Everyone wants to change something in their lives. But what if a desire to change the past completely destroyed the present and future? That's the idea behind Daybreak, the feature film debut of indie director Michael James Kacey. What if a wish came true... but brought terrifying chaos with it?
Daybreak's tragic tale explores what happens when a budding artist named Jeff Stokes (Paul Clemens) wishes that his infertile wife, Michelle (Debra Henri), could conceive a child. They live contently in a small Pennsylvania community, but content isn't enough for Jeff. He needs to have children of his own. He wants them more than anything.
One day, Jeff's burning desire to procreate leads him to make a subconscious bargain with homeless man. How can a homeless man change the course of history and alter the future? That's never discussed, but let's suspend disbelieve and go with it.
The next day, Jeff's life is different. His wishes have been fulfilled. He and his wife have their own children. But major portions of his past have changed. Jeff no longer paints; instead, he works full time as an insurance agent. His failed artistic endeavors have turned him into an angry, bitter man, and that's just a seed of the dark revelations that are about to surface.
Kacey (who also wrote and produced the film) has an intriguing -- albeit dark -- premise. Once Daybreak reveals itself as a bleaker version of The Twilight Zone, there's no stopping it as Jeff is burdened by one horrible plague after another. Yet, despite the grim nature of the film, it doesn't feel depressing or unpleasant. Quietly, Daydreak draws the audience in until they're engrossed in the fascinating emotional hell Jeff has created for himself.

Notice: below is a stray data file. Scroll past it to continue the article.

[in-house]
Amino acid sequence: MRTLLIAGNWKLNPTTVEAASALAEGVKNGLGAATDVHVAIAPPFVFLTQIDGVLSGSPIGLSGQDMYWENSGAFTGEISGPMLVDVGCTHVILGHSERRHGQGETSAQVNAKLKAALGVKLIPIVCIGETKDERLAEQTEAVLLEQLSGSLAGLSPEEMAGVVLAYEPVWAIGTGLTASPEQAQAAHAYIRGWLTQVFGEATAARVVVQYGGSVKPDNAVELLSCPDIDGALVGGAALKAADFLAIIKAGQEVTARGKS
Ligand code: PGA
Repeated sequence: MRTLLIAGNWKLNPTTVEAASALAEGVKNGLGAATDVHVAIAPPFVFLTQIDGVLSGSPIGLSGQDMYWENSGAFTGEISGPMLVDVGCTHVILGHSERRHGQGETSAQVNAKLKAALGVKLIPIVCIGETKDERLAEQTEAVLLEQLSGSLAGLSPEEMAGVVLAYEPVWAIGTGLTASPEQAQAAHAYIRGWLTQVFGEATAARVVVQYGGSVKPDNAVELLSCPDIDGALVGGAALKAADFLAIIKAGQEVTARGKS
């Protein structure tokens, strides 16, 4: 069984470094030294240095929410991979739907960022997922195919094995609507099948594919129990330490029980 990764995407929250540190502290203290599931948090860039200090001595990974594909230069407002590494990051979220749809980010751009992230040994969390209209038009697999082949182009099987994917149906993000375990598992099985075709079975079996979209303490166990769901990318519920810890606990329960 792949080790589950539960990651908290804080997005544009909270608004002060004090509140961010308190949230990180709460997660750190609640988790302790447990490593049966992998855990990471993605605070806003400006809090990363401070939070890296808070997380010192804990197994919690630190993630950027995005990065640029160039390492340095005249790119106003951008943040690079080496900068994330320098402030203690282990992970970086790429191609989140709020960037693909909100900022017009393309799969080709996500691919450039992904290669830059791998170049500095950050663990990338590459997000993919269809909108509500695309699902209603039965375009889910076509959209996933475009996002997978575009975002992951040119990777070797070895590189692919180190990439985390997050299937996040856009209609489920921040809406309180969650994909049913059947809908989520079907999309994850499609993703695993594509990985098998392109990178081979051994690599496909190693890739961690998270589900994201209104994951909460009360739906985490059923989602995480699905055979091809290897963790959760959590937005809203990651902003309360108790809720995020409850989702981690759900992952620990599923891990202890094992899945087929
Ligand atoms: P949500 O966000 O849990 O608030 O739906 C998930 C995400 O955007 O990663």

Well, not completely engrossed. The story is interesting, but it's difficult to get involved when the actors lack depth, charisma, and chemistry. While Paul Clemens holds his own and Jeff Berquist delivers a startling performance as Jeff's tortured father, most of the acting is terrible. Debra Henri -- most notably -- misses the mark in almost every scene. Her performance weakens the very structure of the film. Because of so many weak performances, Daybreak holds the audience at an uncomfortable distance.
I look forward to Michael James Kacey's next film. Daybreak is proof that his ideas are fresh and engaging; I just hope he can find better actors. If he made this film on a budget of 500 grand, imagine what he can do with several million and some A-list actors....
We couldn't afford the whole bouquet.